editione1.0.2Updated November 3, 2022
You’re reading an excerpt of Creative Doing, by Herbert Lui. 75 practical techniques to unlock creative potential in your work, hobby, or next career. Purchase now for instant, lifetime access to the book.
One of the most difficult parts of creative work is sitting down and deciding what to actually do. One solution to that is to draw from a predefined source, each day. For example, over a decade after he first worked as a lecturer at Yale, graphic designer and Pentagram partner Michael Bierut assigned a brand new project to his students: pick an activity and commit to doing it for 100 days in a row. This project emerged from a practice that Bierut had started five years prior to the assignment, starting January 1, 2002.
Every day, Bierut would make one interpretive drawing of a photo he found in the New York Times. These drawings could take just a few minutes, perhaps even a matter of seconds. They could also be more elaborate, if he had the time. But no matter what, he never ran out of ideas—because every day the New York Times came out, he would get more. You’re free to do what Bierut did, which is to pick a source that provides a constant stream of new ideas.
You could also choose to train your attention, by taking photos of an object that you like anytime you see it in your life. Virgil Abloh observed an acquaintance taking a photo every time he saw a specific luxury handbag, which essentially trained his mind to see it during his day-to-day life. Abloh said, “If you want to find new space, if you want to get to another crescendo of design, and having your brain figure out how to aesthetically put together something, you have to do it often.” You could also do this with visual patterns, as Abloh did with diagonal stripes.
If you prefer writing fiction, you could respond to the r/WritingPrompts subreddit, which surfaces new prompts every day. If you’re more interested in nonfiction or memoir writing, you can try author and speaker Suleika Jaouad’s The Isolation Journals.
You could also prepare a set of sources. For example, before Bierut’s student Zak Klauck started doing his 60-second posters, he had put together 100 phrases (some from friends, others he selected on his own) to design from. That meant the 60 seconds could be spent working on the actual poster, not finding a source or thinking of what to do.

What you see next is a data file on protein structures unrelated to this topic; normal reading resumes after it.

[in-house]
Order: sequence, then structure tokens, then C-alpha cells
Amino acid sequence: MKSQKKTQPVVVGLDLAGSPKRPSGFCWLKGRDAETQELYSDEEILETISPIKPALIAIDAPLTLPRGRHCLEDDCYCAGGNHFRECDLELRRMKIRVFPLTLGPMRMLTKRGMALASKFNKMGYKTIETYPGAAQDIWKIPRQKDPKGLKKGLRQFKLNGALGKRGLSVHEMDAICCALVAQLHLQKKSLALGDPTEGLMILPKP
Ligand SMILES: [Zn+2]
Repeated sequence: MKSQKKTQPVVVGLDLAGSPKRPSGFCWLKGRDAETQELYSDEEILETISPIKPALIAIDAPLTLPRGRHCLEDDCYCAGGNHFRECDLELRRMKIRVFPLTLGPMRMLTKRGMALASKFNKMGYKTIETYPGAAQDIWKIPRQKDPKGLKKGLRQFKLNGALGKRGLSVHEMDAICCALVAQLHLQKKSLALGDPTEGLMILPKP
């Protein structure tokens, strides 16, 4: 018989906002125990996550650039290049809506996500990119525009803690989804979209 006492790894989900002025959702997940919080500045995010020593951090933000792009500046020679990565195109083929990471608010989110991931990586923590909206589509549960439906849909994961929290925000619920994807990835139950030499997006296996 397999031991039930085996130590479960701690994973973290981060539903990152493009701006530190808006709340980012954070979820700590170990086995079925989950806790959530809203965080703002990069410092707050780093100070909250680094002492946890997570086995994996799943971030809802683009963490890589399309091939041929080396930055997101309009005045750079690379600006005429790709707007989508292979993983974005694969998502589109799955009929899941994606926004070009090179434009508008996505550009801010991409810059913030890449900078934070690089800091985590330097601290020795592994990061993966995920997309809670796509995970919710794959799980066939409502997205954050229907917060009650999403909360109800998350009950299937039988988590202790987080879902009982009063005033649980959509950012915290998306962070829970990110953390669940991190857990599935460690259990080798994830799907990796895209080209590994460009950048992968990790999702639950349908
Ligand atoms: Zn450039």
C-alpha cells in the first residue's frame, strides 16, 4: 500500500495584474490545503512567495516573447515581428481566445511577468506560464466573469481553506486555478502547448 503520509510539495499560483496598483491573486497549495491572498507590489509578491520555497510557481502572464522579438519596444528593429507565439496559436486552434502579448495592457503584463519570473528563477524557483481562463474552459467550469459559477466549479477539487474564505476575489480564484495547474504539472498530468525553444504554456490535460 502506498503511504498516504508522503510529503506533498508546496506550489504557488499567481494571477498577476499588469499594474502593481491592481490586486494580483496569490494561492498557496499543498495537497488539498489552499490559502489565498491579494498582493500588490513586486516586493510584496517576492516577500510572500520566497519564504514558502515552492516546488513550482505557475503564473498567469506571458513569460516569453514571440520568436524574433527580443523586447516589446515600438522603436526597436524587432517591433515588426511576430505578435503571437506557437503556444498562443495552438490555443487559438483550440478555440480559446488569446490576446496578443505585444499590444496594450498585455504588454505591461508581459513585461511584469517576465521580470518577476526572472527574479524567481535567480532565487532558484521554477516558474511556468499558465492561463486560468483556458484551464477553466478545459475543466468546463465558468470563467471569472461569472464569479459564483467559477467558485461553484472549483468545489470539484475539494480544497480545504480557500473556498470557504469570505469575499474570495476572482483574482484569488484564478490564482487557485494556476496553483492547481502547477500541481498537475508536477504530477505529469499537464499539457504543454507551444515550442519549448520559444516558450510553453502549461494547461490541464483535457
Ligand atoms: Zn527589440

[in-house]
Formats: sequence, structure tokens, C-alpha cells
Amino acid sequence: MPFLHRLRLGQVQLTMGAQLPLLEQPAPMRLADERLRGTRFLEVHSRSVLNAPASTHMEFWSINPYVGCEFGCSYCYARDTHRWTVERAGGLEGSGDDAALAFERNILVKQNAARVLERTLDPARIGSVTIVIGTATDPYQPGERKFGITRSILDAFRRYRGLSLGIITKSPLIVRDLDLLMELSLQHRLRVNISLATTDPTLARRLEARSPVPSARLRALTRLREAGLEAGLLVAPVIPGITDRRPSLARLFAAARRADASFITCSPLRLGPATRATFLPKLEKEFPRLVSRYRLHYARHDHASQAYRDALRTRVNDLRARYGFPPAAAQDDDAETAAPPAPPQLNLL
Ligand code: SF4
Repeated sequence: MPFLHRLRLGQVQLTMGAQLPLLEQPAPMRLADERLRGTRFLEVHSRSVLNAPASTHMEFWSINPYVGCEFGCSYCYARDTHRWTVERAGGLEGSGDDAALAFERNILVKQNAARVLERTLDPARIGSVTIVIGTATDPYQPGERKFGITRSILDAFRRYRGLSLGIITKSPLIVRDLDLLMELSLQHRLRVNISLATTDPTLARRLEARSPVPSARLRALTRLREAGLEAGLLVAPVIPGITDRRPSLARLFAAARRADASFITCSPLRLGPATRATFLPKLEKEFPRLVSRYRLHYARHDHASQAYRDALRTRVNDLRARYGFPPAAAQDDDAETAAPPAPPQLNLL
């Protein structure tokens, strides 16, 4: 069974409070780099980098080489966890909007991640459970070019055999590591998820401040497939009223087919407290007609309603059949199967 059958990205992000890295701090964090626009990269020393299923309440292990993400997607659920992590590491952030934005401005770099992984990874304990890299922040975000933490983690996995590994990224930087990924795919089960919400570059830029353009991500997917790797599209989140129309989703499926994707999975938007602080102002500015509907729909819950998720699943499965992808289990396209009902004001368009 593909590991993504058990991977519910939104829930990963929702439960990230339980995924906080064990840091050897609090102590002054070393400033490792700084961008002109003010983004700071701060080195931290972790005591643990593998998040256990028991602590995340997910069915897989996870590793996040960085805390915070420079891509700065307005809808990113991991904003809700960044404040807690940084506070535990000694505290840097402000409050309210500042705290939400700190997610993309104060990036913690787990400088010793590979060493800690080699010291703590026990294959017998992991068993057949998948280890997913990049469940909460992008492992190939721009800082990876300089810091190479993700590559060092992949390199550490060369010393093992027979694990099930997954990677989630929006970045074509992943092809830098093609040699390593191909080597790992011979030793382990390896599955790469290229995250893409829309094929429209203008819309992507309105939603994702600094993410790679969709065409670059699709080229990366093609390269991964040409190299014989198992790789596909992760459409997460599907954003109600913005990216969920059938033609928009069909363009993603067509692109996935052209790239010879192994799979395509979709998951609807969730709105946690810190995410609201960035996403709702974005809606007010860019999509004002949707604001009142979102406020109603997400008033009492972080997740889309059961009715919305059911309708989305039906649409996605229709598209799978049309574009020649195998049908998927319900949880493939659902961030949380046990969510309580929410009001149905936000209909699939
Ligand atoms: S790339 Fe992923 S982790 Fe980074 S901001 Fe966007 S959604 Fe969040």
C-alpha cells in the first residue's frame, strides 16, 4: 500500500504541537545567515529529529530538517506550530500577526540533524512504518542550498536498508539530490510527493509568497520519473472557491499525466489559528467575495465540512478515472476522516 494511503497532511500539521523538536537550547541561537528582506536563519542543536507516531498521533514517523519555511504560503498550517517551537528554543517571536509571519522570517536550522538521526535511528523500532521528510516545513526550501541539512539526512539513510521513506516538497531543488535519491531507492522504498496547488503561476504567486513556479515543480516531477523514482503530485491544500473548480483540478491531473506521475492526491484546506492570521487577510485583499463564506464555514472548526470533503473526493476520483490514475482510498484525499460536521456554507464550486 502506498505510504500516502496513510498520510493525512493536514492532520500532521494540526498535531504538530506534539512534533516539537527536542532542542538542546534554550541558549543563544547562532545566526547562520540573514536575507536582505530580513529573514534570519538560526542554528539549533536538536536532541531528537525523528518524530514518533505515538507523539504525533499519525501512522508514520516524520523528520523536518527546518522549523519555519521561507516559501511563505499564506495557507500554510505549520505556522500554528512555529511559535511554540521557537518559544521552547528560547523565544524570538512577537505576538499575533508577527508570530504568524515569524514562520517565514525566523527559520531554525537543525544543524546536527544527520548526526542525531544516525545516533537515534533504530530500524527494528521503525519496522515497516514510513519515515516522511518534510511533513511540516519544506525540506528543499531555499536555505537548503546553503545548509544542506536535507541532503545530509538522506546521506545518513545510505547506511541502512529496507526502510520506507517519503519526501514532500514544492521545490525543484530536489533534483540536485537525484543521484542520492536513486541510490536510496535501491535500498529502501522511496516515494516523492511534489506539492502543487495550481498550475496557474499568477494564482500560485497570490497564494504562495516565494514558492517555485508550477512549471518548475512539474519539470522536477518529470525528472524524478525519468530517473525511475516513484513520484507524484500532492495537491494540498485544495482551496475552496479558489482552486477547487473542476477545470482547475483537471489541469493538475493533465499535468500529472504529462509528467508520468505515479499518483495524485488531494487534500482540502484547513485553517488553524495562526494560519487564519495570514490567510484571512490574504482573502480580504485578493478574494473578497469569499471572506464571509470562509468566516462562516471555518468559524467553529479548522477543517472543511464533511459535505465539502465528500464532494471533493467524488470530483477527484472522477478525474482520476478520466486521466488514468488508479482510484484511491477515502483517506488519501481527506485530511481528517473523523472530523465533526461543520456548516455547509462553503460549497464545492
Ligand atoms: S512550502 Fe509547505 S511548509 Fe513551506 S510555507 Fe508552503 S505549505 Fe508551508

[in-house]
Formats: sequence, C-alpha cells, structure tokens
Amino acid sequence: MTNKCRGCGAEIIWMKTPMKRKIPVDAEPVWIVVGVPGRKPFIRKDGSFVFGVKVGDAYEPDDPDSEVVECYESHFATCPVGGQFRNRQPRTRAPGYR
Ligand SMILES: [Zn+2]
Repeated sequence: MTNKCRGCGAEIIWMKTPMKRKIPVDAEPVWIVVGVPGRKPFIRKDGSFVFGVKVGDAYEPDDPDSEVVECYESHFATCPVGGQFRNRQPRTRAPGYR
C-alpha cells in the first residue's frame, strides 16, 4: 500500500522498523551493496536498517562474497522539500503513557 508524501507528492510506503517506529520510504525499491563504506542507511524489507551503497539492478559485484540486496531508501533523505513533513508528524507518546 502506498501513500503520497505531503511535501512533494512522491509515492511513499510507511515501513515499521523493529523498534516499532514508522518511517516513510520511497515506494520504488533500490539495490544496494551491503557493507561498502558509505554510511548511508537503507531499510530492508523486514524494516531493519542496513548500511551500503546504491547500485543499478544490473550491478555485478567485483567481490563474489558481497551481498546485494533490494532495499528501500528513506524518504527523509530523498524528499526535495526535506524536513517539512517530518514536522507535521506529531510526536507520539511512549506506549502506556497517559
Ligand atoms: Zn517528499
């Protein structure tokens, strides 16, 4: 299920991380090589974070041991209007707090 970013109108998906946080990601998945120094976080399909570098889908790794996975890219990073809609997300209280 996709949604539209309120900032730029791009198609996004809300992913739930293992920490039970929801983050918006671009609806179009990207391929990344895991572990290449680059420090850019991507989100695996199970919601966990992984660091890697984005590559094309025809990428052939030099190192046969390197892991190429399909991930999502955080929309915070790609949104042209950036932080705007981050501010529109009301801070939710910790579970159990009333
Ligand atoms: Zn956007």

If you want to learn more, I’ve compiled a comprehensive list of 25 daily creative challenges at my blog.
Letting go of control, and introducing chaos into an environment, is one of the keys to cultivating creativity. If you’re ever experiencing blockage or a sense of stuckness on a decision, try opening the door to chance in order to support your creative work.
In The Travels and Adventures of Serendipity, authors Robert K. Merton and Elinor Barber quote the late Professor Salvador Luria of the University of Illinois as praising “controlled sloppiness, which states that it often pays to do somewhat untidy experiments, provided one is aware of the element of untidiness.” In any case, the idea here is to trend toward chaos, entropy, and randomness in your work—a sense of controlled sloppiness.
For example, if you’re feeling stuck on what to write, you can take a chance with a dictionary or a random word generator. In literature, there is a constrained writing movement called Oulipo. Several of their techniques are set by constraints and involve chance. For example, the N+7 technique involves creating a new poem through taking an existing poem and replacing each noun with the seventh noun after it in the dictionary. In the 1920s artistic movement Dada, a common game to manufacture inspiration involved cutting up newspapers and pulling words and sentences out of a bag.